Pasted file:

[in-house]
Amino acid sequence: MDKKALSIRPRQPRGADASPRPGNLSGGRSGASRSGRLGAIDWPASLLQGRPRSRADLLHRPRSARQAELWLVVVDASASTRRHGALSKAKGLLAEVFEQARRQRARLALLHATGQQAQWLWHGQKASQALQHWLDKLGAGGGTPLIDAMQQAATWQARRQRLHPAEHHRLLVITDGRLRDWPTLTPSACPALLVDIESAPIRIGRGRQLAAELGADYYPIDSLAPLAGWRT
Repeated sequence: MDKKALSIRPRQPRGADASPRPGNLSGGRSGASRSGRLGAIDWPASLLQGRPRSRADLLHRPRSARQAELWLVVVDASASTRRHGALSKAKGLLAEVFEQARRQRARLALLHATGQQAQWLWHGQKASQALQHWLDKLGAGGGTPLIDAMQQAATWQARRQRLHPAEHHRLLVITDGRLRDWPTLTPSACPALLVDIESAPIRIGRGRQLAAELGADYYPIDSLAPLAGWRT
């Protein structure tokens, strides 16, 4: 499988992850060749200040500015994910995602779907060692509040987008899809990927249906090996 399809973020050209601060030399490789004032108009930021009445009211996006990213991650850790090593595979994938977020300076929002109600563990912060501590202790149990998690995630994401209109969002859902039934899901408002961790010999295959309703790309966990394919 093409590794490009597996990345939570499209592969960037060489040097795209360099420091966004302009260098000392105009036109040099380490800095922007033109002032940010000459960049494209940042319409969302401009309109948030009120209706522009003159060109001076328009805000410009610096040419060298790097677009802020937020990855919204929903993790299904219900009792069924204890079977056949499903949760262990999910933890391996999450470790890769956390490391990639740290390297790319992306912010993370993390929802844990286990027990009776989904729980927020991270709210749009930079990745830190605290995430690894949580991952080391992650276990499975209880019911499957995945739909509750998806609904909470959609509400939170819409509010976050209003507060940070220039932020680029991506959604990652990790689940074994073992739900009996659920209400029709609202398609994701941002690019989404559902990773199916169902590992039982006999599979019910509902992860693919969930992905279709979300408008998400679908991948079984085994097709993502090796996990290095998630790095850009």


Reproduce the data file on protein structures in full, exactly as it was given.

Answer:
[in-house]
Amino acid sequence: MDKKALSIRPRQPRGADASPRPGNLSGGRSGASRSGRLGAIDWPASLLQGRPRSRADLLHRPRSARQAELWLVVVDASASTRRHGALSKAKGLLAEVFEQARRQRARLALLHATGQQAQWLWHGQKASQALQHWLDKLGAGGGTPLIDAMQQAATWQARRQRLHPAEHHRLLVITDGRLRDWPTLTPSACPALLVDIESAPIRIGRGRQLAAELGADYYPIDSLAPLAGWRT
Repeated sequence: MDKKALSIRPRQPRGADASPRPGNLSGGRSGASRSGRLGAIDWPASLLQGRPRSRADLLHRPRSARQAELWLVVVDASASTRRHGALSKAKGLLAEVFEQARRQRARLALLHATGQQAQWLWHGQKASQALQHWLDKLGAGGGTPLIDAMQQAATWQARRQRLHPAEHHRLLVITDGRLRDWPTLTPSACPALLVDIESAPIRIGRGRQLAAELGADYYPIDSLAPLAGWRT
């Protein structure tokens, strides 16, 4: 499988992850060749200040500015994910995602779907060692509040987008899809990927249906090996 399809973020050209601060030399490789004032108009930021009445009211996006990213991650850790090593595979994938977020300076929002109600563990912060501590202790149990998690995630994401209109969002859902039934899901408002961790010999295959309703790309966990394919 093409590794490009597996990345939570499209592969960037060489040097795209360099420091966004302009260098000392105009036109040099380490800095922007033109002032940010000459960049494209940042319409969302401009309109948030009120209706522009003159060109001076328009805000410009610096040419060298790097677009802020937020990855919204929903993790299904219900009792069924204890079977056949499903949760262990999910933890391996999450470790890769956390490391990639740290390297790319992306912010993370993390929802844990286990027990009776989904729980927020991270709210749009930079990745830190605290995430690894949580991952080391992650276990499975209880019911499957995945739909509750998806609904909470959609509400939170819409509010976050209003507060940070220039932020680029991506959604990652990790689940074994073992739900009996659920209400029709609202398609994701941002690019989404559902990773199916169902590992039982006999599979019910509902992860693919969930992905279709979300408008998400679908991948079984085994097709993502090796996990290095998630790095850009």